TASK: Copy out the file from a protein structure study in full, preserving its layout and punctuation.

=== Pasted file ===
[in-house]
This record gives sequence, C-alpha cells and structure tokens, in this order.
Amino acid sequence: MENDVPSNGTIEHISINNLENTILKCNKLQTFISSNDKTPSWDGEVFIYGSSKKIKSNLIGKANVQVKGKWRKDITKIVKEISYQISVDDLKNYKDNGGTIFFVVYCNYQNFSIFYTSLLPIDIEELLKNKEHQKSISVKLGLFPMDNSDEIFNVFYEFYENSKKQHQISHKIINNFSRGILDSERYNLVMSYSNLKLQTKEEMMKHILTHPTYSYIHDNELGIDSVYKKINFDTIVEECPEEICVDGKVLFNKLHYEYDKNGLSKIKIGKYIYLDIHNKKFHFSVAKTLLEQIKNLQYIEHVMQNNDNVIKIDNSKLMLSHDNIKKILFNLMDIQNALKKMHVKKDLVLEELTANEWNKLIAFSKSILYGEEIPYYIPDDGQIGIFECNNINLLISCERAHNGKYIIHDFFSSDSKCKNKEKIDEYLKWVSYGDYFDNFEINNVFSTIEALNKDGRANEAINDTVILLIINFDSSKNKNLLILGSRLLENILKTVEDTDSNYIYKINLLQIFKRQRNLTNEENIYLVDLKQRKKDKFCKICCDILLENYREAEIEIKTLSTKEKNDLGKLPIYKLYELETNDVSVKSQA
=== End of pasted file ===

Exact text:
[in-house]
This record gives sequence, C-alpha cells and structure tokens, in this order.
Amino acid sequence: MENDVPSNGTIEHISINNLENTILKCNKLQTFISSNDKTPSWDGEVFIYGSSKKIKSNLIGKANVQVKGKWRKDITKIVKEISYQISVDDLKNYKDNGGTIFFVVYCNYQNFSIFYTSLLPIDIEELLKNKEHQKSISVKLGLFPMDNSDEIFNVFYEFYENSKKQHQISHKIINNFSRGILDSERYNLVMSYSNLKLQTKEEMMKHILTHPTYSYIHDNELGIDSVYKKINFDTIVEECPEEICVDGKVLFNKLHYEYDKNGLSKIKIGKYIYLDIHNKKFHFSVAKTLLEQIKNLQYIEHVMQNNDNVIKIDNSKLMLSHDNIKKILFNLMDIQNALKKMHVKKDLVLEELTANEWNKLIAFSKSILYGEEIPYYIPDDGQIGIFECNNINLLISCERAHNGKYIIHDFFSSDSKCKNKEKIDEYLKWVSYGDYFDNFEINNVFSTIEALNKDGRANEAINDTVILLIINFDSSKNKNLLILGSRLLENILKTVEDTDSNYIYKINLLQIFKRQRNLTNEENIYLVDLKQRKKDKFCKICCDILLENYREAEIEIKTLSTKEKNDLGKLPIYKLYELETNDVSVKSQA